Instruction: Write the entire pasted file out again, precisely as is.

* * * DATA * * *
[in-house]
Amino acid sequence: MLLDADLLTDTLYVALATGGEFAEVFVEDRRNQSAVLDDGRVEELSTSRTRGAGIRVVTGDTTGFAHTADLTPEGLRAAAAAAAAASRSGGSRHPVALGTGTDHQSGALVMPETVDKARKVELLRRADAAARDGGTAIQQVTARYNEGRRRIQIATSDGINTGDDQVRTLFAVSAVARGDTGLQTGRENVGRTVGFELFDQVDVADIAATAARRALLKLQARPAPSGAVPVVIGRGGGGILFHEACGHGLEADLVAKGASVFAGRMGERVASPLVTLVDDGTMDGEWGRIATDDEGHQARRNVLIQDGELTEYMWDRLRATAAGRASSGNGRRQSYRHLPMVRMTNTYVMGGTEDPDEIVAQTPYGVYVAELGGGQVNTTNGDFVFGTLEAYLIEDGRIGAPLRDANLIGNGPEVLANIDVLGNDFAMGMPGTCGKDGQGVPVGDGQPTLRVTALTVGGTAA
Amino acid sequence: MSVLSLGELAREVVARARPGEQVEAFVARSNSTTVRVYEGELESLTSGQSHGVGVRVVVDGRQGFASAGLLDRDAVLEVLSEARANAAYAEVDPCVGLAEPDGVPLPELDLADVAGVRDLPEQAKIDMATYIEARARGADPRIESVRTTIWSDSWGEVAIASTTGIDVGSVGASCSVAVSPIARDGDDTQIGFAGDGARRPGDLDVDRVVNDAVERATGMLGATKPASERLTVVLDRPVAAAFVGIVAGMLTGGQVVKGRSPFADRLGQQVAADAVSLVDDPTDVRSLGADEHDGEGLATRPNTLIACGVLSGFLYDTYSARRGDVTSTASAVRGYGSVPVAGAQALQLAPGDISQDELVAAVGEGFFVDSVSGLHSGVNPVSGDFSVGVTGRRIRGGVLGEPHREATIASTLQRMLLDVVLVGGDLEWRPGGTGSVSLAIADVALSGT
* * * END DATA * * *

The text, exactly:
[in-house]
Amino acid sequence: MLLDADLLTDTLYVALATGGEFAEVFVEDRRNQSAVLDDGRVEELSTSRTRGAGIRVVTGDTTGFAHTADLTPEGLRAAAAAAAAASRSGGSRHPVALGTGTDHQSGALVMPETVDKARKVELLRRADAAARDGGTAIQQVTARYNEGRRRIQIATSDGINTGDDQVRTLFAVSAVARGDTGLQTGRENVGRTVGFELFDQVDVADIAATAARRALLKLQARPAPSGAVPVVIGRGGGGILFHEACGHGLEADLVAKGASVFAGRMGERVASPLVTLVDDGTMDGEWGRIATDDEGHQARRNVLIQDGELTEYMWDRLRATAAGRASSGNGRRQSYRHLPMVRMTNTYVMGGTEDPDEIVAQTPYGVYVAELGGGQVNTTNGDFVFGTLEAYLIEDGRIGAPLRDANLIGNGPEVLANIDVLGNDFAMGMPGTCGKDGQGVPVGDGQPTLRVTALTVGGTAA
Amino acid sequence: MSVLSLGELAREVVARARPGEQVEAFVARSNSTTVRVYEGELESLTSGQSHGVGVRVVVDGRQGFASAGLLDRDAVLEVLSEARANAAYAEVDPCVGLAEPDGVPLPELDLADVAGVRDLPEQAKIDMATYIEARARGADPRIESVRTTIWSDSWGEVAIASTTGIDVGSVGASCSVAVSPIARDGDDTQIGFAGDGARRPGDLDVDRVVNDAVERATGMLGATKPASERLTVVLDRPVAAAFVGIVAGMLTGGQVVKGRSPFADRLGQQVAADAVSLVDDPTDVRSLGADEHDGEGLATRPNTLIACGVLSGFLYDTYSARRGDVTSTASAVRGYGSVPVAGAQALQLAPGDISQDELVAAVGEGFFVDSVSGLHSGVNPVSGDFSVGVTGRRIRGGVLGEPHREATIASTLQRMLLDVVLVGGDLEWRPGGTGSVSLAIADVALSGT